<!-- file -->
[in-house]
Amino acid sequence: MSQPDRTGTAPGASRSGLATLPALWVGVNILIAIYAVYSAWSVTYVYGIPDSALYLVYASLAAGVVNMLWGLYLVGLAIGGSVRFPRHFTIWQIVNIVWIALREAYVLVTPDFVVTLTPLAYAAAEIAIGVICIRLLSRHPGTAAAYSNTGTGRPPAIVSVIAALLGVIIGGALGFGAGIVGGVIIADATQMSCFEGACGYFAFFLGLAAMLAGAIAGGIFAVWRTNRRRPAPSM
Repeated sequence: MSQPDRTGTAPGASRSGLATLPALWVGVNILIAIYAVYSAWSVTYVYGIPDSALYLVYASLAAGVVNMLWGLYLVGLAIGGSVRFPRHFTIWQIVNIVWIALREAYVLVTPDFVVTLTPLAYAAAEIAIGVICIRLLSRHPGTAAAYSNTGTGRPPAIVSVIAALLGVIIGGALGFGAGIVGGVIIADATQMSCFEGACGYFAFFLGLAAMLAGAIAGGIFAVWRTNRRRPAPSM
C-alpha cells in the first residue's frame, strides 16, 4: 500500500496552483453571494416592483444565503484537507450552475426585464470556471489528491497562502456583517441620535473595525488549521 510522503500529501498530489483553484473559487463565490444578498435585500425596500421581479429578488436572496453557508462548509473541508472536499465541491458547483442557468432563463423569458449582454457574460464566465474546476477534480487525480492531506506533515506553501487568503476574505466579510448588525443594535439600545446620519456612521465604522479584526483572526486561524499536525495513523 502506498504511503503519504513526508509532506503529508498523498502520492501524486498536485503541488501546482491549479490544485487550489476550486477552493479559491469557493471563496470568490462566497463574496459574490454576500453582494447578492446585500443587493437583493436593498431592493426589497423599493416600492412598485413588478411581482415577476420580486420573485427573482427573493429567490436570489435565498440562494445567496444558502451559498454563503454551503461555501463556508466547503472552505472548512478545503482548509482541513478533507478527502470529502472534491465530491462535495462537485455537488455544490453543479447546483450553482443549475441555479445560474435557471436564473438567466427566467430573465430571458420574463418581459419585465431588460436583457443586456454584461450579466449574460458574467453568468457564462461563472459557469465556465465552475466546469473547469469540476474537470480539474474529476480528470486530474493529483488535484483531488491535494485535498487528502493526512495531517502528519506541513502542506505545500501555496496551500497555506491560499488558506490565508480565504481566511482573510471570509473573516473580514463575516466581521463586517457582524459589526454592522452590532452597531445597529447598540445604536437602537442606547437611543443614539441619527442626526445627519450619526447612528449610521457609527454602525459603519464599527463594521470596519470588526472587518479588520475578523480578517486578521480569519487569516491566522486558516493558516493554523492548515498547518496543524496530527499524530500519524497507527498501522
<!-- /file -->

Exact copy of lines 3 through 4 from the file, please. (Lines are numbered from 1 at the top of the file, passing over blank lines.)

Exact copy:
Repeated sequence: MSQPDRTGTAPGASRSGLATLPALWVGVNILIAIYAVYSAWSVTYVYGIPDSALYLVYASLAAGVVNMLWGLYLVGLAIGGSVRFPRHFTIWQIVNIVWIALREAYVLVTPDFVVTLTPLAYAAAEIAIGVICIRLLSRHPGTAAAYSNTGTGRPPAIVSVIAALLGVIIGGALGFGAGIVGGVIIADATQMSCFEGACGYFAFFLGLAAMLAGAIAGGIFAVWRTNRRRPAPSM
C-alpha cells in the first residue's frame, strides 16, 4: 500500500496552483453571494416592483444565503484537507450552475426585464470556471489528491497562502456583517441620535473595525488549521 510522503500529501498530489483553484473559487463565490444578498435585500425596500421581479429578488436572496453557508462548509473541508472536499465541491458547483442557468432563463423569458449582454457574460464566465474546476477534480487525480492531506506533515506553501487568503476574505466579510448588525443594535439600545446620519456612521465604522479584526483572526486561524499536525495513523 502506498504511503503519504513526508509532506503529508498523498502520492501524486498536485503541488501546482491549479490544485487550489476550486477552493479559491469557493471563496470568490462566497463574496459574490454576500453582494447578492446585500443587493437583493436593498431592493426589497423599493416600492412598485413588478411581482415577476420580486420573485427573482427573493429567490436570489435565498440562494445567496444558502451559498454563503454551503461555501463556508466547503472552505472548512478545503482548509482541513478533507478527502470529502472534491465530491462535495462537485455537488455544490453543479447546483450553482443549475441555479445560474435557471436564473438567466427566467430573465430571458420574463418581459419585465431588460436583457443586456454584461450579466449574460458574467453568468457564462461563472459557469465556465465552475466546469473547469469540476474537470480539474474529476480528470486530474493529483488535484483531488491535494485535498487528502493526512495531517502528519506541513502542506505545500501555496496551500497555506491560499488558506490565508480565504481566511482573510471570509473573516473580514463575516466581521463586517457582524459589526454592522452590532452597531445597529447598540445604536437602537442606547437611543443614539441619527442626526445627519450619526447612528449610521457609527454602525459603519464599527463594521470596519470588526472587518479588520475578523480578517486578521480569519487569516491566522486558516493558516493554523492548515498547518496543524496530527499524530500519524497507527498501522